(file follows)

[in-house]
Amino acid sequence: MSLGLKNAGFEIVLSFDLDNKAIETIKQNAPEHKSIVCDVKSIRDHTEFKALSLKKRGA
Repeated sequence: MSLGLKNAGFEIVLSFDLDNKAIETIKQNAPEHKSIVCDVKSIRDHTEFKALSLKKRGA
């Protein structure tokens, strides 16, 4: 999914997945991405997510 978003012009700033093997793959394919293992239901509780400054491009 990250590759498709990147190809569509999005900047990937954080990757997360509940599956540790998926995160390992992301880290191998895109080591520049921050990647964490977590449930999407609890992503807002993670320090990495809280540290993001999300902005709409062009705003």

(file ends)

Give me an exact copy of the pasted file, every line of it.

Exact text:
[in-house]
Amino acid sequence: MSLGLKNAGFEIVLSFDLDNKAIETIKQNAPEHKSIVCDVKSIRDHTEFKALSLKKRGA
Repeated sequence: MSLGLKNAGFEIVLSFDLDNKAIETIKQNAPEHKSIVCDVKSIRDHTEFKALSLKKRGA
């Protein structure tokens, strides 16, 4: 999914997945991405997510 978003012009700033093997793959394919293992239901509780400054491009 990250590759498709990147190809569509999005900047990937954080990757997360509940599956540790998926995160390992992301880290191998895109080591520049921050990647964490977590449930999407609890992503807002993670320090990495809280540290993001999300902005709409062009705003």